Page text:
"Duty Violated. In case number B5728 [Violations of Missouri Supreme Court Rules of Professional Conduct], the Respondent violated duties owed to his clients, the legal system, and the profession. First, the Respondent failed to represent his client with appropriate diligence, failed to avoid conflicts of interest with his clients, and failed to properly deal with a client's money. Second, the Respondent abused the legal process by failing [to] expedite litigation. Third, the Respondent violated his duty to the profession by failing to supervise the associate attorneys in his law firm. In case number DA7428 [Felony Conviction], the Respondent violated a duty owed to the public. The Respondent owed the public the duty of maintaining standards of personal honesty and integrity. The Respondent violated that duty by engaging in illegal activity.
"Mental State. In case number B5728 [Violations of Missouri Supreme Court Rules of Professional Conduct], the Respondent knowingly failed to represent his clients with appropriate diligence, failed to avoid conflicts of interest with his clients, failed to properly deal with a client's money, failed to expedite litigation, and failed to supervise the associate attorneys in his law firm. And, in case number DA7428 [Felony Conviction], the Respondent knowingly filed a false federal individual tax return.
"Injury. In this case [B5728 Violations of Missouri Supreme Court Rules of Professional Conduct], it appears that the Respondent's actions did not result in direct harm to his clients. However, by engaging in fraudulent activity, the Respondent violated one of the most basic professional obligations to the public: the pledge to maintain personal honesty and integrity. Public confidence in the integrity of lawyers clearly was undermined by the Respondent's illegal conduct.
"Aggravating or Mitigating Factors. Aggravating circumstances are any considerations or factors that may justify an increase in the degree of discipline to be imposed. In reaching its recommendations for discipline, the Hearing Panel found, in this case, the following aggravating factors:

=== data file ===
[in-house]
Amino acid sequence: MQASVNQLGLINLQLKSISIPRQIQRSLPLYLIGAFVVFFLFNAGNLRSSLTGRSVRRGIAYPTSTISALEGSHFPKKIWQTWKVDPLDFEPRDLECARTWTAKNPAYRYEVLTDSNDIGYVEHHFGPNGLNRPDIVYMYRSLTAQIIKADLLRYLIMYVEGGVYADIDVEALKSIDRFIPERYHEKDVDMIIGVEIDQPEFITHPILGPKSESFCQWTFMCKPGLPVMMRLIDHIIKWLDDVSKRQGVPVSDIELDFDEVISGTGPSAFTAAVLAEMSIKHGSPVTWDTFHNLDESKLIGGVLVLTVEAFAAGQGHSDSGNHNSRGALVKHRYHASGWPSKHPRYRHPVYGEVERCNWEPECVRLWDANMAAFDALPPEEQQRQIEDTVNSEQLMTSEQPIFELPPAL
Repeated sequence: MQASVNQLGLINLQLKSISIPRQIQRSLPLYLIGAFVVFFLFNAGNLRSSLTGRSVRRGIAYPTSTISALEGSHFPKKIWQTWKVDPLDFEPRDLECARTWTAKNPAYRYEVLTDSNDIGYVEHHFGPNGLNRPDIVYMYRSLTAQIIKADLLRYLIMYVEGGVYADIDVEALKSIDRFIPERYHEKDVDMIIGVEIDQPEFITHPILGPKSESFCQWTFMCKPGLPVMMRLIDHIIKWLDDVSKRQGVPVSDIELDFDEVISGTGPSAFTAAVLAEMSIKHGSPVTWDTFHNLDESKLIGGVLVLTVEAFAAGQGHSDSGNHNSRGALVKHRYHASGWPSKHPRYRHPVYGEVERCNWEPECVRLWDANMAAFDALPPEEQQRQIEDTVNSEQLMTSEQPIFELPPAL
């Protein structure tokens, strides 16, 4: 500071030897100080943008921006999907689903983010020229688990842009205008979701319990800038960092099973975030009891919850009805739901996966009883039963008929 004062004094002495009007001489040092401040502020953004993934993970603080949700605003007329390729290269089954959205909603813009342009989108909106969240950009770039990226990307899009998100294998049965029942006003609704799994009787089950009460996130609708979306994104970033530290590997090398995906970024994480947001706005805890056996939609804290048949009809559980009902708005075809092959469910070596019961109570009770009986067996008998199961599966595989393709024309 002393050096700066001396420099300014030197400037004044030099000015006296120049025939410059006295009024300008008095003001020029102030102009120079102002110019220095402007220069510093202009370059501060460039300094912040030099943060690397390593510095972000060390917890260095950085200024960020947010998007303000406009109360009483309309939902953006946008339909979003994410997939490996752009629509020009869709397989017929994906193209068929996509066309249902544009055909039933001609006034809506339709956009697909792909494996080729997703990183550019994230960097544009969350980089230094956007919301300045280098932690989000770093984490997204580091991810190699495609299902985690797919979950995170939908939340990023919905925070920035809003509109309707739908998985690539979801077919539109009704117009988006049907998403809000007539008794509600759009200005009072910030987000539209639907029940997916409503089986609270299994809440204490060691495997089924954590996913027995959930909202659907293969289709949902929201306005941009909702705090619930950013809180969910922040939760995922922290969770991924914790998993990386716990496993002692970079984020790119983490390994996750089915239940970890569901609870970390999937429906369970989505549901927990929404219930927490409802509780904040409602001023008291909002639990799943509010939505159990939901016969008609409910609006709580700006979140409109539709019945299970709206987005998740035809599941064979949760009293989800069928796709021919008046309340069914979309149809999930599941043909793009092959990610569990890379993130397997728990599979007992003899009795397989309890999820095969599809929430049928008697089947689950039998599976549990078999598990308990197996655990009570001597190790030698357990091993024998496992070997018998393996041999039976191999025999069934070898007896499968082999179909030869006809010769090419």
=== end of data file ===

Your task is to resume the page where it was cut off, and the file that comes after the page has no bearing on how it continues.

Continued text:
"Multiple Offenses. To the extent that the misconduct committed by the Respondent that gave rise to case number B5728 [Violations of Missouri Supreme Court Rules of Professional Conduct] occurred after the Respondent was admitted to the Kansas bar in 1991, the Respondent violated multiple provisions of the Kansas Rules of Professional Conduct.
"Substantial Experience in the Practice of Law. At the time that he was indefinitely suspended in Missouri and that he voluntarily agreed to refrain from practicing law in Kansas, the Respondent had been practicing law for sixteen (16) years.
"Illegal Conduct. In case number DA7428 [Felony Conviction], the Respondent engaged in illegal conduct by filing a false federal individual income tax return.
"Mitigating circumstances are any considerations or factors that may justify a reduction in the degree of discipline to be imposed. In reaching its recommendation for discipline, the Hearing Panel found, in this case, the following mitigating circumstances:
"Absence of Dishonest or Selfish Motive. With regard to the misconduct in case number B5728 [Violations of Missouri Supreme Court Rules of Professional Conduct], the Hearing Panel finds that the Respondent did not act with a dishonest or selfish motive. (This finding does not apply to case number DA7428 [Felony Conviction].)
"Full and Free Disclosures to the Disciplinary Authority. The Respondent accepted responsibility for his actions in both cases. Additionally, the Respondent responded appropriately to requests made to him by the Office of the Disciplinary Administrator.
"Good Character or Reputation. As evidenced by Exhibits 1 through 6 (letters of support) and by the testimony of Thomas E. Carew and William Dirk Vandever, the Respondent enjoys the respect and support of his colleagues, family, and friends.